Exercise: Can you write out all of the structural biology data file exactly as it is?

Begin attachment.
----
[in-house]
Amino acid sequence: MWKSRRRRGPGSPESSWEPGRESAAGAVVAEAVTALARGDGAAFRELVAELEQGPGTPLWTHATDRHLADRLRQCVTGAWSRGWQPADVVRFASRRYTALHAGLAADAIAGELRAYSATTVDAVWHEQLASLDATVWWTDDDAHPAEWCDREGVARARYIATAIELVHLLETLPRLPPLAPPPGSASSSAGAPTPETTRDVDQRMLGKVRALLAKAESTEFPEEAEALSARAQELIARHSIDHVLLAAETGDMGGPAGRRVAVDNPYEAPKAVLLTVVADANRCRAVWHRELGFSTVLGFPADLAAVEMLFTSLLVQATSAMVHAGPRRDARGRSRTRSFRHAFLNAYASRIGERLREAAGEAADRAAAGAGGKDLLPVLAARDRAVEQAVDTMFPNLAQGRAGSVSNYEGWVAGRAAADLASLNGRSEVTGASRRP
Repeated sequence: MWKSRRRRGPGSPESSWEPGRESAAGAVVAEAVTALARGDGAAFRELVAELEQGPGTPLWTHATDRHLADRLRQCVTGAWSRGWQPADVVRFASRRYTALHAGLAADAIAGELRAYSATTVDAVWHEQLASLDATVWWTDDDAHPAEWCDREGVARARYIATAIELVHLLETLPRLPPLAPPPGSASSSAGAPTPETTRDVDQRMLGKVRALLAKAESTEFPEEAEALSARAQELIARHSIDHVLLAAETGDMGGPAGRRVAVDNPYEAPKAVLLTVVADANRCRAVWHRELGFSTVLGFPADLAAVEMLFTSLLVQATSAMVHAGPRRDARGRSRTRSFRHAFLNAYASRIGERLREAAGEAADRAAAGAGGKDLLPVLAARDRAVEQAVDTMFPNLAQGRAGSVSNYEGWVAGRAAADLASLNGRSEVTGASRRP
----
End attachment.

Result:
[in-house]
Amino acid sequence: MWKSRRRRGPGSPESSWEPGRESAAGAVVAEAVTALARGDGAAFRELVAELEQGPGTPLWTHATDRHLADRLRQCVTGAWSRGWQPADVVRFASRRYTALHAGLAADAIAGELRAYSATTVDAVWHEQLASLDATVWWTDDDAHPAEWCDREGVARARYIATAIELVHLLETLPRLPPLAPPPGSASSSAGAPTPETTRDVDQRMLGKVRALLAKAESTEFPEEAEALSARAQELIARHSIDHVLLAAETGDMGGPAGRRVAVDNPYEAPKAVLLTVVADANRCRAVWHRELGFSTVLGFPADLAAVEMLFTSLLVQATSAMVHAGPRRDARGRSRTRSFRHAFLNAYASRIGERLREAAGEAADRAAAGAGGKDLLPVLAARDRAVEQAVDTMFPNLAQGRAGSVSNYEGWVAGRAAADLASLNGRSEVTGASRRP
Repeated sequence: MWKSRRRRGPGSPESSWEPGRESAAGAVVAEAVTALARGDGAAFRELVAELEQGPGTPLWTHATDRHLADRLRQCVTGAWSRGWQPADVVRFASRRYTALHAGLAADAIAGELRAYSATTVDAVWHEQLASLDATVWWTDDDAHPAEWCDREGVARARYIATAIELVHLLETLPRLPPLAPPPGSASSSAGAPTPETTRDVDQRMLGKVRALLAKAESTEFPEEAEALSARAQELIARHSIDHVLLAAETGDMGGPAGRRVAVDNPYEAPKAVLLTVVADANRCRAVWHRELGFSTVLGFPADLAAVEMLFTSLLVQATSAMVHAGPRRDARGRSRTRSFRHAFLNAYASRIGERLREAAGEAADRAAAGAGGKDLLPVLAARDRAVEQAVDTMFPNLAQGRAGSVSNYEGWVAGRAAADLASLNGRSEVTGASRRP